3. Commit to the ‘no child left behind’ slogan: You have to know your students. It’s the only way you can pick up when something’s off. Example, recently one of my most diligent students failed to complete a mid-term assessment on Formative. I knew this was extremely unusual for him, so I went looking for him, I found him and asked “Why did this happen? This isn’t you.” He finally opened up and told me about financial challenges and how his Internet had been cut, and when it was restored, the assessment had closed. He was close to tears and it broke my heart. Happy ending though: I reopened the assessment for him and he got total. My point is, I noticed he was the one student who didn’t submit the exam. I knew it was an anomaly and I searched for an answer/ explanation. Don’t be blasé and just say ‘Tough luck’, ‘Zero for he, yes.’
4. Track student attendance and punctuality like a hawk: You know, the same way admin tracks yours? ( 😂) If a student is absent frequently from your class, ask a question. Whether that means reaching out to his/ her Form teacher or Dean, or picking up the phone yourself and making a call home. Last year, one of my students had sporadic attendance and a colleague of mine accused him of breaking class, because he had stayed in the Form class, with his head down on the desk, instead of going to her class. A call home revealed that there were financial issues and he needed to be put on both school feeding and school transport. He hadn’t gone to the class because he had a belly-ache from eating nothing, and he only attended school on days when his parents could pay the traveling fare. The call home gave me information that helped me work with admin staff to make sure he was in school everyday and fed at least breakfast and lunch. My point is, students are more than a (/) or a (o) on your roster.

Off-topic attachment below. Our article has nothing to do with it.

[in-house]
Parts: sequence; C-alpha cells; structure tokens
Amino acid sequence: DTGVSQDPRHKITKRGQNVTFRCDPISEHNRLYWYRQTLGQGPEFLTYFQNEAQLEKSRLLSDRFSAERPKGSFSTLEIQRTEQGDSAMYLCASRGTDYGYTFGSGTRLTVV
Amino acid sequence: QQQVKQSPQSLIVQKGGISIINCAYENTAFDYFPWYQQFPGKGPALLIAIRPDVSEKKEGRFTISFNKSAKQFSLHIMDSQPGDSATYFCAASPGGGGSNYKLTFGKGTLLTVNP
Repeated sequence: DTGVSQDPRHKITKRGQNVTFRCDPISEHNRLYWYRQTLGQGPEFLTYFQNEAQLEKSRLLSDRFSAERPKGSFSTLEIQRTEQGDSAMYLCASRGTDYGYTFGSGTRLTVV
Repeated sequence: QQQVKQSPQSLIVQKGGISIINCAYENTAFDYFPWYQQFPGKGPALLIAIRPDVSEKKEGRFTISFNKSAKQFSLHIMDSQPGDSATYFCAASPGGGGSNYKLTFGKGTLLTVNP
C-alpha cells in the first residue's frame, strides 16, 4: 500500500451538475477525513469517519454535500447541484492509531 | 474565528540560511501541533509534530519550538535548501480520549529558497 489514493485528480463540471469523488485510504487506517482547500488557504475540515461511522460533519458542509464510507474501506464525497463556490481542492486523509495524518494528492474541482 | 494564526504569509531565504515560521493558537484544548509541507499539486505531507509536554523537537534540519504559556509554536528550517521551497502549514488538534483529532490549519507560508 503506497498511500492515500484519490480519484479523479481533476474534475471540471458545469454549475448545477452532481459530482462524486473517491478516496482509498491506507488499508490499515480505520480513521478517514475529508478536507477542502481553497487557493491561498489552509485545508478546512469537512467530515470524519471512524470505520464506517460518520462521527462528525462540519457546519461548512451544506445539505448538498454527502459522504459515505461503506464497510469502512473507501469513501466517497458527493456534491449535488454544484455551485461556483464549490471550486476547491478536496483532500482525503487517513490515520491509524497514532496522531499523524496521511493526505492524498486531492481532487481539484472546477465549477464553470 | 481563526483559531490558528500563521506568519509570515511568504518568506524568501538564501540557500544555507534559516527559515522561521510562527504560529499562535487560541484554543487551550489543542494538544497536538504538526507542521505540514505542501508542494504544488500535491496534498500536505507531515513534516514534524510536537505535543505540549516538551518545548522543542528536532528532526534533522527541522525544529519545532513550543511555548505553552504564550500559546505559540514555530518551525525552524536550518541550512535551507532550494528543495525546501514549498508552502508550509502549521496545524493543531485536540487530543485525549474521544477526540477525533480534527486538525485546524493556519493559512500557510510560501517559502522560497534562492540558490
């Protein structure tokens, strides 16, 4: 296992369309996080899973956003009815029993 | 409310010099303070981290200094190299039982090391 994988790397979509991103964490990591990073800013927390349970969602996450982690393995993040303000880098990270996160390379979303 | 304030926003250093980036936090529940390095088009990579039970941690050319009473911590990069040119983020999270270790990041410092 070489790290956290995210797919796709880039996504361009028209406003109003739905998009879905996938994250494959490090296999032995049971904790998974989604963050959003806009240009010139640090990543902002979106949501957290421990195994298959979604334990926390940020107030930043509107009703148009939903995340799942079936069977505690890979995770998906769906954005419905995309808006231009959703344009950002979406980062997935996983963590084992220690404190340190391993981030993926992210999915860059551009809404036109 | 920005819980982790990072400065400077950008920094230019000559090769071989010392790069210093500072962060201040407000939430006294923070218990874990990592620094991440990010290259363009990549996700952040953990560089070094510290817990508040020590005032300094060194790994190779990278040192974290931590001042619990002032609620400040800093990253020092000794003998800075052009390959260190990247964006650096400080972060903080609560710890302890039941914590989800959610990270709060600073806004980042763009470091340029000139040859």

5. Invest in Education or exit the field: This is my last point and a very brutal one. It’s for anyone who answered ‘No’ to the question: “Am I invested enough in Education to take a stand?” If you’re not, please step aside. It’s just like when someone comes to you with a business idea. You either buy in or you say you’re not interested. If you’re not interested, admit it to yourself and MOVE ON. Don’t stay in a field you’re willing to contribute nothing or the bare minimum to. Some of us out here actually want to make a difference in Education. If that isn’t you, make space for us and move out of the way.
I chose the above quote from Malala, because it’s just a simple fact, stated in the simplest of language. Education belongs to the world, it’s a human right that too often, we either take for granted or assume everyone has. No… at this very moment, there are children who are being prevented from learning, and teachers who can’t do what they love. As an educator, you have to be willing to campaign for your field. And my point is this: if you’re not willing to do it on the national level, how can you champion the cause on a global scale? Now more than ever, we need a global voice to stand up for the human right to an education. Will you harness your voice and champion the cause? Whatever you answer, remember you have three choices:
“Lead, Follow or Get Out of the Way.”
-Ted Turner’s famous entreaty shared by CNN’s Christiane Amanpour.